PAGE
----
>> Brooks Barnes, The New York Times
Published: 2021-10-11 17:06:37 BdST
But the box office is still extremely fragile, analysts say, and one of the doomsday scenarios about the pandemic’s lasting effect on theatergoing has been coming true: The only movies attracting sizable attention in cinemas are big-budget franchise films. The audience for smaller dramas and comedies seems — at least for now — to be satisfied with home viewing, either buying films through video on demand or watching them on streaming services.
“Superhero, action and horror movies are performing well in theatres, particularly when they are offered exclusively and not simultaneously available to stream,” said David A Gross, who runs Franchise Entertainment Research, a film consultancy. “But parts of the business remain down. Dramas, character-driven and art-house movies were under pressure before the pandemic, and the bar is going to be even higher now.”
“No Time to Die,” billed as the 25th instalment in the Bond franchise and with Daniel Craig in his fifth and final turn as 007, took in an estimated $56 million from 4,407 theatres in the United States and Canada, according to Comscore. In partial release overseas, “No Time to Die” collected an additional $257 million, according to Metro-Goldwyn-Mayer and its overseas distribution partner, Universal Pictures International. (Amazon bought MGM for $8.5 billion this year.)
Because of the pandemic, more moviegoers have been holding off on ticket-buying decisions until the last minute, analysts say, making it difficult for studios to predict how a movie will perform. Going into the weekend, domestic estimates for “No Time to Die” ranged from $36 million to more than $70 million, depending on what research firm was doing the prognosticating. The film’s franchise predecessor, “Spectre,” took in $70.4 million in North America over its first three days in 2015.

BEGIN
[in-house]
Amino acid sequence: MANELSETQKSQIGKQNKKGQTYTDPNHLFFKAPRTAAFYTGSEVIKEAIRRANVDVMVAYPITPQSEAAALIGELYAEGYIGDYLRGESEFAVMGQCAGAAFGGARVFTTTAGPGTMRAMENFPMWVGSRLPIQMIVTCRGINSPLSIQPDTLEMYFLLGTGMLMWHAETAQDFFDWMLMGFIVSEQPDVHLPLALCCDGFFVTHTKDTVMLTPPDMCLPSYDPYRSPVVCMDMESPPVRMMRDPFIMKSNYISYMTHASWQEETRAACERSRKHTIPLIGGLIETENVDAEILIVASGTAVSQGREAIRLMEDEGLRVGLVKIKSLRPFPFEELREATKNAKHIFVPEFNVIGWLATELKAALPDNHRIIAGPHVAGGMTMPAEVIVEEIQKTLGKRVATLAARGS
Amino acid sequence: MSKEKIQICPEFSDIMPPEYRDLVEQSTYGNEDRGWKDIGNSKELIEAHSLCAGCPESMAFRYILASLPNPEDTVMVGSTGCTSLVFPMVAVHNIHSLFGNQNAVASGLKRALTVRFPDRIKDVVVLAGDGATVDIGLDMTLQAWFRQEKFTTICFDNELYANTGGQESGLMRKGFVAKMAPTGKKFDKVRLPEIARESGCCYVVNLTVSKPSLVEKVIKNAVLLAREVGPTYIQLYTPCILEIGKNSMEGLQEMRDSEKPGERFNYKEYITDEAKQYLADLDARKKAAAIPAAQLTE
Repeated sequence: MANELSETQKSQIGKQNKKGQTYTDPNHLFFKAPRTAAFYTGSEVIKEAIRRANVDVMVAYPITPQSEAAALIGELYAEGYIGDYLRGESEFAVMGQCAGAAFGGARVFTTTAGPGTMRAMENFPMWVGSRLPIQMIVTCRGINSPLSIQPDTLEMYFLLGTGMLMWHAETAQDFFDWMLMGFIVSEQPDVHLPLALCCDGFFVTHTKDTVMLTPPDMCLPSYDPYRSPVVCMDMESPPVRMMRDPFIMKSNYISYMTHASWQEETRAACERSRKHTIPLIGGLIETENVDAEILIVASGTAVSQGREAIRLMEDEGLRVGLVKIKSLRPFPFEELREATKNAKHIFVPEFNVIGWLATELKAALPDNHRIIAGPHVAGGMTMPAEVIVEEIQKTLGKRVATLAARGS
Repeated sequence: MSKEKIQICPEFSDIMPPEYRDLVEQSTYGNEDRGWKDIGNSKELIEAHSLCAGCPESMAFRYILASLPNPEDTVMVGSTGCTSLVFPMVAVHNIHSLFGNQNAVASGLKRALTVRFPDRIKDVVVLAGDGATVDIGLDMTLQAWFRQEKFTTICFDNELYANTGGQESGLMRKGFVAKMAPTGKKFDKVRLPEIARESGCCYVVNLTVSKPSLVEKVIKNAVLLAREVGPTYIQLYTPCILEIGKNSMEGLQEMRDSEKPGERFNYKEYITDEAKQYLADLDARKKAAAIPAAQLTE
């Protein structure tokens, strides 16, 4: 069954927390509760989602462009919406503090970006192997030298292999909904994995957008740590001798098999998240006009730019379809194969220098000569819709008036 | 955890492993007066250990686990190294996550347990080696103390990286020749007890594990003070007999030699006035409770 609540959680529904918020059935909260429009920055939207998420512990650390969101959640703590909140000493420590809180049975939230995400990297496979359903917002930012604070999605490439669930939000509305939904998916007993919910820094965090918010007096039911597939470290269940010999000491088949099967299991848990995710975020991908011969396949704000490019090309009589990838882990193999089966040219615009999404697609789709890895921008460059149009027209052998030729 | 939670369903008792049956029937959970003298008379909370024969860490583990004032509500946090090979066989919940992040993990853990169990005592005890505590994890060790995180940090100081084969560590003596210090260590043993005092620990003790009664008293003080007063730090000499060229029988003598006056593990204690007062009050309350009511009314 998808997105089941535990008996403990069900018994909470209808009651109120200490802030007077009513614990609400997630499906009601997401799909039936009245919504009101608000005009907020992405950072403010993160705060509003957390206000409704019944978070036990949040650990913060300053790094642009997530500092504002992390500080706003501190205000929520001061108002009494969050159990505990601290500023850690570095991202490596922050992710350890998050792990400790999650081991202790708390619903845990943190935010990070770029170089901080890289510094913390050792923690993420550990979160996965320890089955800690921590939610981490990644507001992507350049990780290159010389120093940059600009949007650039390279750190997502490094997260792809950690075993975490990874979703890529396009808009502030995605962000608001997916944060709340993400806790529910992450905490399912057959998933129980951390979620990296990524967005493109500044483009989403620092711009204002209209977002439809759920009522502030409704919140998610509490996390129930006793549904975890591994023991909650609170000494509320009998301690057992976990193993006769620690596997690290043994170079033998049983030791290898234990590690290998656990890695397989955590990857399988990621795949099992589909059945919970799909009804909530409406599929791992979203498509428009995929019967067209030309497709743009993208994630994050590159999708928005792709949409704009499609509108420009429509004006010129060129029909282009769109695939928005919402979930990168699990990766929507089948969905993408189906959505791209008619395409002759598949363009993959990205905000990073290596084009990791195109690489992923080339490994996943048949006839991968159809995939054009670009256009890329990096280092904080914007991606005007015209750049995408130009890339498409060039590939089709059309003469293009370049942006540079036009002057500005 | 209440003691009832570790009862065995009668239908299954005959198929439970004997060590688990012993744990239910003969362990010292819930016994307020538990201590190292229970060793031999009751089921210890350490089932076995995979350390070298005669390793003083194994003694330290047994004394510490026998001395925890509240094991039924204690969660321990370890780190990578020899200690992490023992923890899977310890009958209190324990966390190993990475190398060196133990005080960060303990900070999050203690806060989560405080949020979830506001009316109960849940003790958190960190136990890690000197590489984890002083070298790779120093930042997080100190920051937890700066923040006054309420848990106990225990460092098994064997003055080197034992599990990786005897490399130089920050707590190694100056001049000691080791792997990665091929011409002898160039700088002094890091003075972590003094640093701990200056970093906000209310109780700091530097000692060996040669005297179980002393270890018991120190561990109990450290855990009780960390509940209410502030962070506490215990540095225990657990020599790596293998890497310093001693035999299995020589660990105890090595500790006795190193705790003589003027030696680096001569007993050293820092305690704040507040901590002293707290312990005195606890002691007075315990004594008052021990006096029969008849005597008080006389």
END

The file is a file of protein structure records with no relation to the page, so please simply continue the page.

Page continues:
“No Time to Die,” which received strong reviews and an A-minus grade from ticket buyers in CinemaScore exit polls, was the first major movie to be affected by the pandemic. It was originally scheduled to roll out in theatres in April 2020. MGM and the London-based producers who control the franchise, Barbara Broccoli and Michael G Wilson, pushed back the release to November 2020 and then again to this month.
Theatres keep roughly 50 percent of total ticket sales, which means the expensive “No Time to Die” is unlikely to turn a profit for MGM. The film cost an estimated $250 million to make and a further $150 million to market worldwide. But the film sold enough tickets over its first three days in theatres to qualify as a success, in part because of interest from older ticket buyers, who have been avoiding theatres over coronavirus concerns.
About 36 percent of the weekend audience in North America was older than 45, and roughly 57 percent was older than 35, according to Erik Lomis, president of distribution at United Artists Releasing, an MGM affiliate. Lomis said that exit polls indicated that 25 percent of ticket buyers had not been to a theater in 18 months.
“That is a very big deal that shows the power of Bond,” Lomis said. “This movie is going to remind a lot of people how fun it is to go to the movies, and that will hopefully help the whole industry. We need a more mature audience to return.”